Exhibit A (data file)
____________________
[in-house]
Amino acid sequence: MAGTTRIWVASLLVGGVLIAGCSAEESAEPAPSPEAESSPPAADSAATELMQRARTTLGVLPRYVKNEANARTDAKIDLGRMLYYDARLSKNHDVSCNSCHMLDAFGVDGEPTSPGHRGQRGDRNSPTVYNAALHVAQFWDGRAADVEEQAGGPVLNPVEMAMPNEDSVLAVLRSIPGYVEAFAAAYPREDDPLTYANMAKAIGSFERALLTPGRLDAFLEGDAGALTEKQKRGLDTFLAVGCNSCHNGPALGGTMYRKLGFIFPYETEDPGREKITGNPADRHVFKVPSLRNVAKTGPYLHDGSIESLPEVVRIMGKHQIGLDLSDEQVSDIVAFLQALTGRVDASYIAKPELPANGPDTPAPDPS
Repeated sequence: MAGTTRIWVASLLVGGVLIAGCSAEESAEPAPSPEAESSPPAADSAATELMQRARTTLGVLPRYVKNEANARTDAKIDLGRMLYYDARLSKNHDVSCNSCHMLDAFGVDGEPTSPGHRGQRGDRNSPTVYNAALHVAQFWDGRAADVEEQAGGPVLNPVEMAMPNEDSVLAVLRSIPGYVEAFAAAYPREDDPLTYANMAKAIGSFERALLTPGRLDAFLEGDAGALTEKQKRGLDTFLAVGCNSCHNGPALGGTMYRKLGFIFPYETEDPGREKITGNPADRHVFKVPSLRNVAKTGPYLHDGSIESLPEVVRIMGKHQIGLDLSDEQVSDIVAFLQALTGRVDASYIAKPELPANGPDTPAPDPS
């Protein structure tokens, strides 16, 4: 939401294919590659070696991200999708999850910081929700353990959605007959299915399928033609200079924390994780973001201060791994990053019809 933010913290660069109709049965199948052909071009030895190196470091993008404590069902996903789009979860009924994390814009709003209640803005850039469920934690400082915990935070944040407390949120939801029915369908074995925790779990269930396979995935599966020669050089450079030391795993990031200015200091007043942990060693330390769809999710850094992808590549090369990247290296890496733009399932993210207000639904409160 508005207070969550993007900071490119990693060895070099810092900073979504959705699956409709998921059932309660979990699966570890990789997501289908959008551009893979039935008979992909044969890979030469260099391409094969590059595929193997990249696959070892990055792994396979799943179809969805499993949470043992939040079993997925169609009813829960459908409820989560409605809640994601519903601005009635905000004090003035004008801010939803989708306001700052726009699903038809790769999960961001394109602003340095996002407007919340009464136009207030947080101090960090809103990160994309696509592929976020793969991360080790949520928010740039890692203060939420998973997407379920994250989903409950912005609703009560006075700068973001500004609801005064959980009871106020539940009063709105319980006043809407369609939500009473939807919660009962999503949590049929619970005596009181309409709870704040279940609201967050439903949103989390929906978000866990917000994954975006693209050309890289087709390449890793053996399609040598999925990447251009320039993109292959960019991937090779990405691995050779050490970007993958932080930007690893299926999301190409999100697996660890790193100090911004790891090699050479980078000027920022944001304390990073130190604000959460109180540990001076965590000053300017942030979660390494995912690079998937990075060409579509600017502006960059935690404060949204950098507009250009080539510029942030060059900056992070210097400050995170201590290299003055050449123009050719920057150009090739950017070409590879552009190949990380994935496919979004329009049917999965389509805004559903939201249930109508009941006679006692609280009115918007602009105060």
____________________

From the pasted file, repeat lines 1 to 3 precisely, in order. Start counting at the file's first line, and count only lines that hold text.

[in-house]
Amino acid sequence: MAGTTRIWVASLLVGGVLIAGCSAEESAEPAPSPEAESSPPAADSAATELMQRARTTLGVLPRYVKNEANARTDAKIDLGRMLYYDARLSKNHDVSCNSCHMLDAFGVDGEPTSPGHRGQRGDRNSPTVYNAALHVAQFWDGRAADVEEQAGGPVLNPVEMAMPNEDSVLAVLRSIPGYVEAFAAAYPREDDPLTYANMAKAIGSFERALLTPGRLDAFLEGDAGALTEKQKRGLDTFLAVGCNSCHNGPALGGTMYRKLGFIFPYETEDPGREKITGNPADRHVFKVPSLRNVAKTGPYLHDGSIESLPEVVRIMGKHQIGLDLSDEQVSDIVAFLQALTGRVDASYIAKPELPANGPDTPAPDPS
Repeated sequence: MAGTTRIWVASLLVGGVLIAGCSAEESAEPAPSPEAESSPPAADSAATELMQRARTTLGVLPRYVKNEANARTDAKIDLGRMLYYDARLSKNHDVSCNSCHMLDAFGVDGEPTSPGHRGQRGDRNSPTVYNAALHVAQFWDGRAADVEEQAGGPVLNPVEMAMPNEDSVLAVLRSIPGYVEAFAAAYPREDDPLTYANMAKAIGSFERALLTPGRLDAFLEGDAGALTEKQKRGLDTFLAVGCNSCHNGPALGGTMYRKLGFIFPYETEDPGREKITGNPADRHVFKVPSLRNVAKTGPYLHDGSIESLPEVVRIMGKHQIGLDLSDEQVSDIVAFLQALTGRVDASYIAKPELPANGPDTPAPDPS